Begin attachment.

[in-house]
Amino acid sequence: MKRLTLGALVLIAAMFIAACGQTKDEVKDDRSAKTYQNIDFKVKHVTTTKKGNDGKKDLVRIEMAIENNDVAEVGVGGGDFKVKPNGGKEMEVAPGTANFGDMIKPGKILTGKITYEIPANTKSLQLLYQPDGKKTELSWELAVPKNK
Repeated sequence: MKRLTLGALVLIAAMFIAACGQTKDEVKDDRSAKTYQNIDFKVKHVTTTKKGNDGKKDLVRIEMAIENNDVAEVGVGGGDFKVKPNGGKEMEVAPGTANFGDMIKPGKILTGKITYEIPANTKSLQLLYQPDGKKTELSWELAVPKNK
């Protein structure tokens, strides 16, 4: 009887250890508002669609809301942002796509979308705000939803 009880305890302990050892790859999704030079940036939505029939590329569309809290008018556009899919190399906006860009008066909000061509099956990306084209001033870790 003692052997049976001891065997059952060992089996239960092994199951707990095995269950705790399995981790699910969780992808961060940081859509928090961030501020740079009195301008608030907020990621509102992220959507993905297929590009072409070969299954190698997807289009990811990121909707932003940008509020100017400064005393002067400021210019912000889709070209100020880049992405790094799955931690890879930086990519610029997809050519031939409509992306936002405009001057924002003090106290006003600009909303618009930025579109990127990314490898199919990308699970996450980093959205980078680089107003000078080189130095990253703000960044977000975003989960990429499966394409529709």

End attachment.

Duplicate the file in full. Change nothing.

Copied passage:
[in-house]
Amino acid sequence: MKRLTLGALVLIAAMFIAACGQTKDEVKDDRSAKTYQNIDFKVKHVTTTKKGNDGKKDLVRIEMAIENNDVAEVGVGGGDFKVKPNGGKEMEVAPGTANFGDMIKPGKILTGKITYEIPANTKSLQLLYQPDGKKTELSWELAVPKNK
Repeated sequence: MKRLTLGALVLIAAMFIAACGQTKDEVKDDRSAKTYQNIDFKVKHVTTTKKGNDGKKDLVRIEMAIENNDVAEVGVGGGDFKVKPNGGKEMEVAPGTANFGDMIKPGKILTGKITYEIPANTKSLQLLYQPDGKKTELSWELAVPKNK
């Protein structure tokens, strides 16, 4: 009887250890508002669609809301942002796509979308705000939803 009880305890302990050892790859999704030079940036939505029939590329569309809290008018556009899919190399906006860009008066909000061509099956990306084209001033870790 003692052997049976001891065997059952060992089996239960092994199951707990095995269950705790399995981790699910969780992808961060940081859509928090961030501020740079009195301008608030907020990621509102992220959507993905297929590009072409070969299954190698997807289009990811990121909707932003940008509020100017400064005393002067400021210019912000889709070209100020880049992405790094799955931690890879930086990519610029997809050519031939409509992306936002405009001057924002003090106290006003600009909303618009930025579109990127990314490898199919990308699970996450980093959205980078680089107003000078080189130095990253703000960044977000975003989960990429499966394409529709």